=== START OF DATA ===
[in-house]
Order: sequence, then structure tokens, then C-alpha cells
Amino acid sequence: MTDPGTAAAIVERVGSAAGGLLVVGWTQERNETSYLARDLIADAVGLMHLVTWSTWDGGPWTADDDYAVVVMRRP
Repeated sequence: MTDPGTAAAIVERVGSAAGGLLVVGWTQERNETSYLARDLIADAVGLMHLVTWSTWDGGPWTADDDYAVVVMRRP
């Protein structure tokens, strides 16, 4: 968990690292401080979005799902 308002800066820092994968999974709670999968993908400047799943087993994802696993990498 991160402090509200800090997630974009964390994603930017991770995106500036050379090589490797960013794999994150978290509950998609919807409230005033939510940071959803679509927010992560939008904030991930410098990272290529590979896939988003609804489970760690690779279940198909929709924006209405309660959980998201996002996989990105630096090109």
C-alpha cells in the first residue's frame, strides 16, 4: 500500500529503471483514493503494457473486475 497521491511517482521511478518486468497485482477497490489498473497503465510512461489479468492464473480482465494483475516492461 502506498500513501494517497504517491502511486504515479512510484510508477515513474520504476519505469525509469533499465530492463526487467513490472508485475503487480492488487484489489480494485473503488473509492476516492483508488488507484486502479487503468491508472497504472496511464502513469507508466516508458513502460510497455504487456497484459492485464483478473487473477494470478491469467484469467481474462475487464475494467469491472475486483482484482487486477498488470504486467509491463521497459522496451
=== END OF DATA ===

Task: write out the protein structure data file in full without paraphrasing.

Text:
[in-house]
Order: sequence, then structure tokens, then C-alpha cells
Amino acid sequence: MTDPGTAAAIVERVGSAAGGLLVVGWTQERNETSYLARDLIADAVGLMHLVTWSTWDGGPWTADDDYAVVVMRRP
Repeated sequence: MTDPGTAAAIVERVGSAAGGLLVVGWTQERNETSYLARDLIADAVGLMHLVTWSTWDGGPWTADDDYAVVVMRRP
């Protein structure tokens, strides 16, 4: 968990690292401080979005799902 308002800066820092994968999974709670999968993908400047799943087993994802696993990498 991160402090509200800090997630974009964390994603930017991770995106500036050379090589490797960013794999994150978290509950998609919807409230005033939510940071959803679509927010992560939008904030991930410098990272290529590979896939988003609804489970760690690779279940198909929709924006209405309660959980998201996002996989990105630096090109």
C-alpha cells in the first residue's frame, strides 16, 4: 500500500529503471483514493503494457473486475 497521491511517482521511478518486468497485482477497490489498473497503465510512461489479468492464473480482465494483475516492461 502506498500513501494517497504517491502511486504515479512510484510508477515513474520504476519505469525509469533499465530492463526487467513490472508485475503487480492488487484489489480494485473503488473509492476516492483508488488507484486502479487503468491508472497504472496511464502513469507508466516508458513502460510497455504487456497484459492485464483478473487473477494470478491469467484469467481474462475487464475494467469491472475486483482484482487486477498488470504486467509491463521497459522496451